Davidson County sheriff to cut inmate phone call charges
Dave Boucher, email@example.com:31 a.m. CDT July 11, 2016
In a move aimed at reducing the financial burden of jail on inmates and their families, the Davidson County Sheriff's Office plans to cut charges for all inmate phone calls from 13 cents to 5 cents per minute.
Sheriff Daron Hall is set to announce the change Monday, a decision that comes amid an ongoing national dialogue about the costs of inmate phone calls and who ultimately gets the money.
"The need for an inmate to communicate with family members while incarcerated is critical. Research proves a strong support system improves the likelihood of success upon release. It is important to me we do all we can to ensure those relationships continue and relieve some of the stress and burden placed on family members," Hall said in an email sent Friday and obtained by The Tennessean.
Hall said the change puts Davidson County's rates for local and intrastate calls at one of the lowest in the nation.
Before the change, it cost roughly 13 cents per minute for a call, said spokeswoman Karla West. There will still be some fees for the calls, but they have been reduced substantially. For a 10-minute local call, to somewhere such as Dickson or another local area, the fee drops from $1.65 to 50 cents. For a 10-minute regional call, to places such as Memphis or Knoxville, the fee drops from $8.41 to 50 cents, West said.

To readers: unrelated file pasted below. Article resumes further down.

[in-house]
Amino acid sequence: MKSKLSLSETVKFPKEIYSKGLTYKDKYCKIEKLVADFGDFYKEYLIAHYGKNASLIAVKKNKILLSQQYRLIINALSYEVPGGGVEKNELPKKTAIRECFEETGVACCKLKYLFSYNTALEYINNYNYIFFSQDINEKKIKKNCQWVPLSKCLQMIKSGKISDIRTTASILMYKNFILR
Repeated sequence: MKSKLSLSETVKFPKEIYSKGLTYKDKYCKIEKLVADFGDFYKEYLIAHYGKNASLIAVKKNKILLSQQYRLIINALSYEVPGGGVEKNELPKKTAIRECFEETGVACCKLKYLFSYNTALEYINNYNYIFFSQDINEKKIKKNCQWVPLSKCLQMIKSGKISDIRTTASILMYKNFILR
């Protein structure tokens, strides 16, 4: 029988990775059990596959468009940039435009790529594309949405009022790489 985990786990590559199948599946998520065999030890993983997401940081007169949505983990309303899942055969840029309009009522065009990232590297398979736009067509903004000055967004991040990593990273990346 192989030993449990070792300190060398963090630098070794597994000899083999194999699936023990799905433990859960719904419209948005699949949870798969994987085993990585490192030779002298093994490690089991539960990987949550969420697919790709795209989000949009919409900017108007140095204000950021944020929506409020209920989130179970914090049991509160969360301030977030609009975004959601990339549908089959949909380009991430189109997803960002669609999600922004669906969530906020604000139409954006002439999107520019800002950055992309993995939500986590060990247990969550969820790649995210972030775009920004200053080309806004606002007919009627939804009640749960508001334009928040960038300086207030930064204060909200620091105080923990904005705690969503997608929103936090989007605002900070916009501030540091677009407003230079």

Traditionally, private companies operate the phone systems at local jails and prisons. Through that system, inmates — or, in most cases, their families — end up paying rates that include commissions that go to both the private company and the incarcerating institution.
In his email, Hall notes the new phone contract does away with all previous commissions.
Alex Friedmann, a former inmate who's managing editor for a prison newsletter and an advocate for inmates, and Jeannie Alexander, a former prison chaplain who runs a inmate advocacy organization, both applauded Hall's decision to cut the phone rates.
"Sheriff Daron Hall is to be commended for lowering the phone rates for people held in Nashville jails — rates that are typically paid by prisoners' family members and not by the prisoners themselves, most of whom are awaiting trial and thus presumed to be innocent until proven guilty," Friedmann said in a statement.
"Doing away with the commission-based model will go a long way towards ensuring fair and affordable phone rates so those in jail can more easily communicate with their family members and children."
The Federal Communications Commission issued a ruling in October that capped the costs of phone calls, noting that some calls at facilities across the country ended up "ballooning to $14 per minute once inside prison walls." The new ruling limits charges for jails the size of Nashville's to 14 cents per minute.
The cap for calls from prisons is 11 cents per minute. The Tennessee Department of Correction recently changed its rate to 7 cents per minute. However, Friedmann said the new rate actually makes longer calls more expensive than they used to be.
The announcement comes after Metro recently gave final approval for more money in order to complete the demolition and reconstruction of the downtown Criminal Justice Center, the city's largest jail project in years. The plan is to build a new administrative headquarters for the sheriff's office. A final location has not been decided.
Note: This story has been updated to accurately reflect the ongoing discussion about the future location of the new administrative headquarters for the sheriff's office.